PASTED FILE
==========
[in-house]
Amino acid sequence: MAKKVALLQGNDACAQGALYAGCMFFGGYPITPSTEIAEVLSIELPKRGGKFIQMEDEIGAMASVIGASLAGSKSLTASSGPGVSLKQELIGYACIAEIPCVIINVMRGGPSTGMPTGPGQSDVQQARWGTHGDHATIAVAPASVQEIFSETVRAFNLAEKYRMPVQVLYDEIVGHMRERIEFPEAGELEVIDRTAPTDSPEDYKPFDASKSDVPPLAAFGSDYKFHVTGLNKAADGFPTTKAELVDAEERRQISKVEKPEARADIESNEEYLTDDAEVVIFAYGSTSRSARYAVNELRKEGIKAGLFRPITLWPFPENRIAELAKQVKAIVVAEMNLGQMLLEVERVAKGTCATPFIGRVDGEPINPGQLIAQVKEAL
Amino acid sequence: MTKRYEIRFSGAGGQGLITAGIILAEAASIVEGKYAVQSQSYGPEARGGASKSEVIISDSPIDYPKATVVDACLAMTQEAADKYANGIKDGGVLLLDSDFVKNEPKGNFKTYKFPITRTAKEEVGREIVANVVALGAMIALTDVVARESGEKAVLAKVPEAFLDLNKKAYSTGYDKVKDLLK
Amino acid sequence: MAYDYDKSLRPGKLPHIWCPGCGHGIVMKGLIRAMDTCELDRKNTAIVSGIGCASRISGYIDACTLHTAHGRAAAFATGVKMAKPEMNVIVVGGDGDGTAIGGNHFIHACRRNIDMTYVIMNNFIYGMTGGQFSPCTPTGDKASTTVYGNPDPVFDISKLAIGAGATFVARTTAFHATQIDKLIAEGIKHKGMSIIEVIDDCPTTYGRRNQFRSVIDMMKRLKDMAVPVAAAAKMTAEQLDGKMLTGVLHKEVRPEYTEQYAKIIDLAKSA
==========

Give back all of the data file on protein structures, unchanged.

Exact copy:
[in-house]
Amino acid sequence: MAKKVALLQGNDACAQGALYAGCMFFGGYPITPSTEIAEVLSIELPKRGGKFIQMEDEIGAMASVIGASLAGSKSLTASSGPGVSLKQELIGYACIAEIPCVIINVMRGGPSTGMPTGPGQSDVQQARWGTHGDHATIAVAPASVQEIFSETVRAFNLAEKYRMPVQVLYDEIVGHMRERIEFPEAGELEVIDRTAPTDSPEDYKPFDASKSDVPPLAAFGSDYKFHVTGLNKAADGFPTTKAELVDAEERRQISKVEKPEARADIESNEEYLTDDAEVVIFAYGSTSRSARYAVNELRKEGIKAGLFRPITLWPFPENRIAELAKQVKAIVVAEMNLGQMLLEVERVAKGTCATPFIGRVDGEPINPGQLIAQVKEAL
Amino acid sequence: MTKRYEIRFSGAGGQGLITAGIILAEAASIVEGKYAVQSQSYGPEARGGASKSEVIISDSPIDYPKATVVDACLAMTQEAADKYANGIKDGGVLLLDSDFVKNEPKGNFKTYKFPITRTAKEEVGREIVANVVALGAMIALTDVVARESGEKAVLAKVPEAFLDLNKKAYSTGYDKVKDLLK
Amino acid sequence: MAYDYDKSLRPGKLPHIWCPGCGHGIVMKGLIRAMDTCELDRKNTAIVSGIGCASRISGYIDACTLHTAHGRAAAFATGVKMAKPEMNVIVVGGDGDGTAIGGNHFIHACRRNIDMTYVIMNNFIYGMTGGQFSPCTPTGDKASTTVYGNPDPVFDISKLAIGAGATFVARTTAFHATQIDKLIAEGIKHKGMSIIEVIDDCPTTYGRRNQFRSVIDMMKRLKDMAVPVAAAAKMTAEQLDGKMLTGVLHKEVRPEYTEQYAKIIDLAKSA